White House press secretary Jen Psaki took aim at critics of President Biden's speech on voting rights, calling objections to his vitriolic tone "hilarious."

"I know there has been a lot of claim of the offensive nature of the speech yesterday, which is hilarious on many levels, given how many people sat silently over the last four years for the former president," Psaki said during Wednesday's press briefing. 

Psaki added that what "is more offensive is the effort to suppress people's basic right to exercise who they want to support and who they want to elect," arguing the election overhaul legislation should not be "a partisan thing."

White House press secretary Jen Psaki

White House press secretary Jen Psaki (Reuters/Kevin Lamarque)


"And that's why he gave such a strong speech yesterday," Psaki said.

Psaki's remarks come after Biden's speech promoting election overhaul legislation was characterized by some as "combative" and "aggressive," while Senate Minority Leader Mitch McConnell, R-Ky., called the president's remarks "unpresidential."

McConnell said Biden "called millions of Americans his domestic enemies" in the speech and "shouted that if you disagree with him, you’re George Wallace."

"George Wallace?" McConnell questioned. "If you don’t pass the laws he wants, you’re Bull Connor, and if you oppose giving Democrats untrammeled, one-party control of the country, well you’re Jefferson Davis."

"How profoundly, profoundly unpresidential," McConnell continued. "Look, I’ve known, liked, and personally respected Joe Biden for many years. I did not recognize the man at the podium yesterday."

Mitch McConnell and Thune

Senate Minority Leader Mitch McConnell (AP Photo/J. Scott Applewhite)

The minority leader's harsh words were in response to a portion of Biden's speech in which he implored lawmakers to support the Democratic-led effort to overhaul the U.S. election system, arguing that those who do not support the legislation will be compared to historical villains such as Bull Connor and Jefferson Davis.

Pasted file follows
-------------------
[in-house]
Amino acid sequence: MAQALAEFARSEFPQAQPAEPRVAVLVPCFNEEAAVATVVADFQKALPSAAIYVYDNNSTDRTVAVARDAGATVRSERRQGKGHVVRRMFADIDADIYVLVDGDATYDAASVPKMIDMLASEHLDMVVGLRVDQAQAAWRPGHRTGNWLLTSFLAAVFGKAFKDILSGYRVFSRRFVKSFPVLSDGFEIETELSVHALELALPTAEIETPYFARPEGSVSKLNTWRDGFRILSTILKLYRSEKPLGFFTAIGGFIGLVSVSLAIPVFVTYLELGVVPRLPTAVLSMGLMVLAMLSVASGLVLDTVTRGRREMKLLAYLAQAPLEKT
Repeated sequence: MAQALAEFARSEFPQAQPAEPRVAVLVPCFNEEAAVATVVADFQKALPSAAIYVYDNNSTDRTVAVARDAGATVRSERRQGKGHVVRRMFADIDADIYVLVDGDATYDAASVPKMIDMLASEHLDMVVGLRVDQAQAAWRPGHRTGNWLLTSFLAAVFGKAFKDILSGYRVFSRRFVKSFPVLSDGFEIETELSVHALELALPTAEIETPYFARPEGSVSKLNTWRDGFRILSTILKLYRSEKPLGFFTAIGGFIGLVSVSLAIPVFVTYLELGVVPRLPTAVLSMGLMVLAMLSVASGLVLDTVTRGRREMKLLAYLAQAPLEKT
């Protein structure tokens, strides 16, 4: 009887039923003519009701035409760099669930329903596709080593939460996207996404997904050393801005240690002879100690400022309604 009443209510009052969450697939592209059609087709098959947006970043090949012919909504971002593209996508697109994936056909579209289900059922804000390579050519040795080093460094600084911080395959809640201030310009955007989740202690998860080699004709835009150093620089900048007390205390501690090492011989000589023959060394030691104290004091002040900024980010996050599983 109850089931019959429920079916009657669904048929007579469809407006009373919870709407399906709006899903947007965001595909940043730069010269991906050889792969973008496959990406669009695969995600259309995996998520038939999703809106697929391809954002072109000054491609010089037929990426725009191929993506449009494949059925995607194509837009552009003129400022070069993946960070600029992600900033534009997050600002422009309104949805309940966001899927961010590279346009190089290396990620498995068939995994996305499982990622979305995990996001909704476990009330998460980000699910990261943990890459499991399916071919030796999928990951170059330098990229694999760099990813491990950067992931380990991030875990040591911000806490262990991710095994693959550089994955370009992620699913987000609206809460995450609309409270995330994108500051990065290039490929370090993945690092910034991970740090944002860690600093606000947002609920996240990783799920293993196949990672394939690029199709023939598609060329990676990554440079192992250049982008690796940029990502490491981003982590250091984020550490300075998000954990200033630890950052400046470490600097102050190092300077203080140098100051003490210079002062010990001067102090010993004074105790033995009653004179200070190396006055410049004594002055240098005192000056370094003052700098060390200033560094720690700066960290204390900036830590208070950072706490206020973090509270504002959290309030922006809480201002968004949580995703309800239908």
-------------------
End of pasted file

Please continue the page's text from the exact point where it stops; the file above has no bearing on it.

"So I ask every elected official in America, how do you want to be remembered?" Biden said during remarks from the Atlanta University Center Consortium, on the campus of Clark Atlanta University and Morehouse College. "Do you want to be on the side of Dr. King or George Wallace? Do you want to be on the side of John Lewis or Bull Connor? Do you want to be on the side of Abraham Lincoln or Jefferson Davis?"

But Psaki brushed off McConnell's scathing critique, saying that Biden considers the Kentucky Republican "a friend" and considers McConnell's opposition to the voting rights legislation "disappointing."

"He considers Mitch McConnell a friend and that is true," Psaki said. "That is why it is even more disappointing that someone who has supported and advocated for voting rights in the past... and repeatedly voted for the extension of voting rights protections is on the other side of the argument now."

Biden Atlanta speech

President Joe Biden (Reuters/Jonathan Ernst)


Psaki added that it was clear that Biden's remarks "struck a nerve" with some Republicans, but argued it is "more irresponsible, unbecoming and divisive" for GOP-led states to "perpetuate the big lie" by passing election security legislation.

"We have seen evidence of that in 19 states which passed 34 laws attacking voting rights," Psaki said, adding "and that's why he's standing up and made the passionate case he made yesterday."